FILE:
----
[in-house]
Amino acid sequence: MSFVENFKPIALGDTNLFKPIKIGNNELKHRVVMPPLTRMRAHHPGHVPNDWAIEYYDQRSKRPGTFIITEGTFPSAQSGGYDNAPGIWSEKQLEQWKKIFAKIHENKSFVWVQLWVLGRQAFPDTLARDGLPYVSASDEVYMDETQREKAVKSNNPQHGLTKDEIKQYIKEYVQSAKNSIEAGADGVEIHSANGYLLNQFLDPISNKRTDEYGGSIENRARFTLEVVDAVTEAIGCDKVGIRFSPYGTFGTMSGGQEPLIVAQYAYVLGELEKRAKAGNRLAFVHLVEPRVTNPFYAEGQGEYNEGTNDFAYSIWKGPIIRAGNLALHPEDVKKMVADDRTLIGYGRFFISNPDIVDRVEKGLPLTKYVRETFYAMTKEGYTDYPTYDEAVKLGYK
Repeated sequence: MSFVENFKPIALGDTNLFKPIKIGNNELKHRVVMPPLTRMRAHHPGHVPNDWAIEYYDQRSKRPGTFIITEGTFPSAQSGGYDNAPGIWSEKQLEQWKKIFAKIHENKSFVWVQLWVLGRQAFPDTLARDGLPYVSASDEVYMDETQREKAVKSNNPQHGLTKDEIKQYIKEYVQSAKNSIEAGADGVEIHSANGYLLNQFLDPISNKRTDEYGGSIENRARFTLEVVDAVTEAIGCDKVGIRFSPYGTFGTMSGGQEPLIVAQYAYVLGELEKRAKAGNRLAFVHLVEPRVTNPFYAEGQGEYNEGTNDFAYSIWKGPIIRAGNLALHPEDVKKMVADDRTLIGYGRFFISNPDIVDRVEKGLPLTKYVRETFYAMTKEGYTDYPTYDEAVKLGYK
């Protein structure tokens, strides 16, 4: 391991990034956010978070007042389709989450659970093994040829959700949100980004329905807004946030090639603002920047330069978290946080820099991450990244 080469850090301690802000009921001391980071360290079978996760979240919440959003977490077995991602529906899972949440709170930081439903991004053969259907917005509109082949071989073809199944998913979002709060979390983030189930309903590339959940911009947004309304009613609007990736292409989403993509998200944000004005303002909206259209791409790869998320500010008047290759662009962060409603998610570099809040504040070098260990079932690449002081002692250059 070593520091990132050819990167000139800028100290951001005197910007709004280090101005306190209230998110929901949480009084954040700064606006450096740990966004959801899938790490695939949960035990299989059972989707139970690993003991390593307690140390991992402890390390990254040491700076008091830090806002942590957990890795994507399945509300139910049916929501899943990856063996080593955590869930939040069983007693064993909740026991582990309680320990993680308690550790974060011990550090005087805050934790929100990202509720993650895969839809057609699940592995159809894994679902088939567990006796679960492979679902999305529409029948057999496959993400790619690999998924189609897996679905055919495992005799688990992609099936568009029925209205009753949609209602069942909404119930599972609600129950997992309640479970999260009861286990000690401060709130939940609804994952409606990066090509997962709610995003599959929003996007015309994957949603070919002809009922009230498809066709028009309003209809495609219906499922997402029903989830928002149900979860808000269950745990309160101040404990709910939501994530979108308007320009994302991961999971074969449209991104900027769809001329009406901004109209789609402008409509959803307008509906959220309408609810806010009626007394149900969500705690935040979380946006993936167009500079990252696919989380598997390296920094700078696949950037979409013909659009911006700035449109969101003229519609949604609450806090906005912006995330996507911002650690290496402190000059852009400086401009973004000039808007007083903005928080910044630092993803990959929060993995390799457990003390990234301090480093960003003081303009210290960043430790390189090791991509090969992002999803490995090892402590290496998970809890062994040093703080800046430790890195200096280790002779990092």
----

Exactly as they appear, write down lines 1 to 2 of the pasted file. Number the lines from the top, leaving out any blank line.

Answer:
[in-house]
Amino acid sequence: MSFVENFKPIALGDTNLFKPIKIGNNELKHRVVMPPLTRMRAHHPGHVPNDWAIEYYDQRSKRPGTFIITEGTFPSAQSGGYDNAPGIWSEKQLEQWKKIFAKIHENKSFVWVQLWVLGRQAFPDTLARDGLPYVSASDEVYMDETQREKAVKSNNPQHGLTKDEIKQYIKEYVQSAKNSIEAGADGVEIHSANGYLLNQFLDPISNKRTDEYGGSIENRARFTLEVVDAVTEAIGCDKVGIRFSPYGTFGTMSGGQEPLIVAQYAYVLGELEKRAKAGNRLAFVHLVEPRVTNPFYAEGQGEYNEGTNDFAYSIWKGPIIRAGNLALHPEDVKKMVADDRTLIGYGRFFISNPDIVDRVEKGLPLTKYVRETFYAMTKEGYTDYPTYDEAVKLGYK